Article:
Started with an investment of Rs 3 lakh to promote skilled artisans and weavers from corners of India, handcrafted saree brand Karagiri has, for the financial year 2019, achieved a growth revenue of Rs 12 crore, 400 times the initial invested amount.
The startup had generated Rs 30 lakh and Rs 75 lakh in revenues in the fiscal year 2017 and 2018, respectively.
Over the years, the Pune-based brand has expanded its product range from 40 SKUs in 2017 to 10,000 SKUs as of today to provide a complete range of exclusive sarees.
“To achieve this kind of growth, I travelled to a number of places to find the best weavers of India and connected these amazing “magicians” to saree lovers. We started with five weavers in Maharashtra, and now we have over 1,500 weavers across India. We paid a great deal of attention to the product quality, unique designs, and customer experience. Our repeat purchase rate is 32 percent, which says a lot,” says Pallavi Mohadikar Patwari, Co-founder, Karagiri.
The startup claims to has served around 20,000 orders in 2019, with an average order value of Rs 5,900.
“We have sold around 50,000 units in the financial year of 2019. We have shipped to 11 countries till date, and our main target market is the US and Dubai. Around 40 percent of our orders are international orders,” adds 31-year-old Pallavi.
Apart from selling on its website, Karagiri has an exclusive retail showroom in the Koregaon Park area in Pune that contributes to around 15 percent of the total revenue generated. The firm caters to customers across 11 countries including India, the US, the UK, Dubai, Australia, Singapore, Canada, UAE, Malaysia, and the Netherlands, among others.
Speaking about both her inspiration to start Karagiri and her experience in scaling the brand, Pallavi says:
“My grandfather was a weaver of Tussar (Kosa) silk sarees, so the perception of high-quality sarees was ingrained in my genes. Since my family was not very well off, it was difficult for them to take care of my expenses when I joined IIM-Lucknow. So, along with my studies, I started sourcing chikankari sarees (Lucknow special hand embroidery) and selling them on eBay to take care of my day-to-day as well as education expenses. This experience jump-started my journey as an entrepreneur.”
Pallavi worked with companies like TATA and Goldman Sachs before starting up.
Initially, there was a lot of scepticism regarding her choice to quit a well-paying job at an investment bank to start up, from both friends and family.
“I decided to take a leap of faith and started working as a marketing consultant and helped them take their brands to a level they never dreamed of before. After a few years of gaining experience, I was confident enough to invest my hard-earned money in my own business,” she adds.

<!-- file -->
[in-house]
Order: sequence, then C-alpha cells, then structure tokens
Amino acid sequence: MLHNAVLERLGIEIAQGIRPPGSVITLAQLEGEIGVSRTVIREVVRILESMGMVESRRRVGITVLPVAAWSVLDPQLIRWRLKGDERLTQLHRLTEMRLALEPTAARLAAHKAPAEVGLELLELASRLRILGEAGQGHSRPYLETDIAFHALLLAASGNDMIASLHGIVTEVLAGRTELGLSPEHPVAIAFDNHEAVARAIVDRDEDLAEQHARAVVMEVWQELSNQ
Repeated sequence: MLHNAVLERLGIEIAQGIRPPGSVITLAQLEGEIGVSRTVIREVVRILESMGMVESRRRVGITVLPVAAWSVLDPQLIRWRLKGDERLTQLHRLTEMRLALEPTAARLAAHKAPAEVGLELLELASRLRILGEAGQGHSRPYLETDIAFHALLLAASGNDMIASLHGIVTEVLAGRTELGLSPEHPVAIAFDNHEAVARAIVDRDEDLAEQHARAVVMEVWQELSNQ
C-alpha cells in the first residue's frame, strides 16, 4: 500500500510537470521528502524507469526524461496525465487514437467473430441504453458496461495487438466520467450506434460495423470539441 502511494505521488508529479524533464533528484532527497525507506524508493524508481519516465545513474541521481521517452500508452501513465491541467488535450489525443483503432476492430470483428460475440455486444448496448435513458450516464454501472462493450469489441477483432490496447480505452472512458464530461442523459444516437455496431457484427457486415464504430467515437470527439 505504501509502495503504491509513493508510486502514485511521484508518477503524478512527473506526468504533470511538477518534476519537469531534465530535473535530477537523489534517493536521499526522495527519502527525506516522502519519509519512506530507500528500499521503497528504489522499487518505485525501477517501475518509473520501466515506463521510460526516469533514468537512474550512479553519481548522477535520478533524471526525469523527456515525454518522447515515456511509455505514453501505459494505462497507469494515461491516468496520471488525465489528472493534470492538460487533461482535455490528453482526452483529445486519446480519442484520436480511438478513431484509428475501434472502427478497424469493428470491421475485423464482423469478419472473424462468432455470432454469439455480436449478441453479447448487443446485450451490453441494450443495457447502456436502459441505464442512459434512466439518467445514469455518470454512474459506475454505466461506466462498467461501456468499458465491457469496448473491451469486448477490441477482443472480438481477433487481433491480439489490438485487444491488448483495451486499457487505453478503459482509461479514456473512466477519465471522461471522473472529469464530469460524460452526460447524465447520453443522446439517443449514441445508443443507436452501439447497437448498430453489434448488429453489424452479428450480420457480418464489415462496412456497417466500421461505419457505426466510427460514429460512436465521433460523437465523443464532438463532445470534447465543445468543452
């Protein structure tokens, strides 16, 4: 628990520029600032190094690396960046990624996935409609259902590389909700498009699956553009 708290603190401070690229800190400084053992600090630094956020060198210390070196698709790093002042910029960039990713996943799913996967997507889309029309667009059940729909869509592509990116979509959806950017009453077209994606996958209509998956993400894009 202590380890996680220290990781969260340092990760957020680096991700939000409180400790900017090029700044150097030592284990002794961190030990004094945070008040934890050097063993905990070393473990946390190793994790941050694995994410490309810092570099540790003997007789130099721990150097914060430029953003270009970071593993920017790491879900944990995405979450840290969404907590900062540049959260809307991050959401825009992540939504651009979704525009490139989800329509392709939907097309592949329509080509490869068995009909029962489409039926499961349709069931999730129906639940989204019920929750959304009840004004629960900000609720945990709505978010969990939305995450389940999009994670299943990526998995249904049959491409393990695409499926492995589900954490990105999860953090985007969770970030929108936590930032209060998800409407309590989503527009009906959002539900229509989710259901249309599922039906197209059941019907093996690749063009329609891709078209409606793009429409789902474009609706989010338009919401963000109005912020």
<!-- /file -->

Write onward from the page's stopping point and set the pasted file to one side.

“We are building a growing community of women who love Indian culture, traditions and fashion,” says Pallavi.
Her husband, Dr Amol Patwari, who is the Co-founder, is an orthopaedic surgeon.
Launched in July 2017 by husband-wife duo Dr Amol Patwari and Pallavi Mohadikar Patwari, Karagiri is focussing on both revenue and marketing growth in domestic as well as international markets. The startup is planning to deliver around one lakh orders this year in spite of the pandemic and the unprecedented situation following the lockdown.
“Every day, we onboard new weavers and are planning to create a family of 5,000 weavers by the end of this year to provide a wide collection of exclusive and one- of- its- kind sarees to our customers,” Pallavi says.
“We are also on track to generate a revenue of Rs 20 crore for the current financial year, Rs 50 crore in the year 2021 and Rs 150 crore in the year 2022,” she adds.
Karagiri will also be a clothing range for men at a new showroom to be inaugurated this month.
Challenges and growth factor
Like most startups, Karagiri had its own set of challenges.
Pallavi explains, “Most of the challenges we faced during the initial phase was on the operations side, where both of us ended up doing everything from marketing, packaging sarees, and shipping them to attending all customer queries from our living room. Another challenge was to reach out to the weavers who were based in remote rural areas of India, which meant ensuring timely delivery was a big challenge.”
Since the ethnic wear segment is a customer-oriented industry, Karagiri, according to Pallavi, focusses only on the needs of the customer and works out immediate actions based on every feedback from the customer to make the user experience better than before.
“It is all topped up with great product quality and exclusive designs, which distinguishes us from other players in the market. Presently, we cater to customers from 11 countries and our client list also includes many celebrities. The royal family of Malaysia is also a Karagiri customer and the Tunku Soraya admires our sarees so much that when she was visiting India, she made a point to meet me personally,” says Pallavi.
Karagiri, which currently hosts around 25 different saree specialities from different parts of India, aims to be a one-stop platform for saree shopping.
(Edited by Rekha Balakrishnan)
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